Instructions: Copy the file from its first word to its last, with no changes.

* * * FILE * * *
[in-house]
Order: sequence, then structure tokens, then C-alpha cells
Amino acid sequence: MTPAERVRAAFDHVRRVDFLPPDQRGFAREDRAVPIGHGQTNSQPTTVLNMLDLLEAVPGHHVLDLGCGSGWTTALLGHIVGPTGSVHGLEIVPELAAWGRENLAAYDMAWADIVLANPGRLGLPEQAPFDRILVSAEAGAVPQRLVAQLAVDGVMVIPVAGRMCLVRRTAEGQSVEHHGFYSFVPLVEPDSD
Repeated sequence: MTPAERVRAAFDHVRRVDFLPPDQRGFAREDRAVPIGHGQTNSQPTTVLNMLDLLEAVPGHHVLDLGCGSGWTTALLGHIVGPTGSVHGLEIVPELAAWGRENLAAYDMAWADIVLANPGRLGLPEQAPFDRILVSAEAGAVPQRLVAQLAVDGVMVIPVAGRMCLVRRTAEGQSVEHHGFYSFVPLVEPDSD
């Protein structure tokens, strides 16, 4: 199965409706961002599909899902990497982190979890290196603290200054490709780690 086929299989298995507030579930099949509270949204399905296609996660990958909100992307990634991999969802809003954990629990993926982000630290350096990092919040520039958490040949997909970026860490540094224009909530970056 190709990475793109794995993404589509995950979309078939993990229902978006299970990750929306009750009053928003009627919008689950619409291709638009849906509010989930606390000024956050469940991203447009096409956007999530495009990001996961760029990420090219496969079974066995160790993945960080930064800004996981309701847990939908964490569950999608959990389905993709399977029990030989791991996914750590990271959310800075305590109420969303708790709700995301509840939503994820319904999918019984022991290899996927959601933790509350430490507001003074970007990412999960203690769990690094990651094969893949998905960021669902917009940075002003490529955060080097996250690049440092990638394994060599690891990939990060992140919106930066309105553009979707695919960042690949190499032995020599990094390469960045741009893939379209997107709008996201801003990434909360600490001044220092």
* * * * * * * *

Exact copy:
[in-house]
Order: sequence, then structure tokens, then C-alpha cells
Amino acid sequence: MTPAERVRAAFDHVRRVDFLPPDQRGFAREDRAVPIGHGQTNSQPTTVLNMLDLLEAVPGHHVLDLGCGSGWTTALLGHIVGPTGSVHGLEIVPELAAWGRENLAAYDMAWADIVLANPGRLGLPEQAPFDRILVSAEAGAVPQRLVAQLAVDGVMVIPVAGRMCLVRRTAEGQSVEHHGFYSFVPLVEPDSD
Repeated sequence: MTPAERVRAAFDHVRRVDFLPPDQRGFAREDRAVPIGHGQTNSQPTTVLNMLDLLEAVPGHHVLDLGCGSGWTTALLGHIVGPTGSVHGLEIVPELAAWGRENLAAYDMAWADIVLANPGRLGLPEQAPFDRILVSAEAGAVPQRLVAQLAVDGVMVIPVAGRMCLVRRTAEGQSVEHHGFYSFVPLVEPDSD
């Protein structure tokens, strides 16, 4: 199965409706961002599909899902990497982190979890290196603290200054490709780690 086929299989298995507030579930099949509270949204399905296609996660990958909100992307990634991999969802809003954990629990993926982000630290350096990092919040520039958490040949997909970026860490540094224009909530970056 190709990475793109794995993404589509995950979309078939993990229902978006299970990750929306009750009053928003009627919008689950619409291709638009849906509010989930606390000024956050469940991203447009096409956007999530495009990001996961760029990420090219496969079974066995160790993945960080930064800004996981309701847990939908964490569950999608959990389905993709399977029990030989791991996914750590990271959310800075305590109420969303708790709700995301509840939503994820319904999918019984022991290899996927959601933790509350430490507001003074970007990412999960203690769990690094990651094969893949998905960021669902917009940075002003490529955060080097996250690049440092990638394994060599690891990939990060992140919106930066309105553009979707695919960042690949190499032995020599990094390469960045741009893939379209997107709008996201801003990434909360600490001044220092």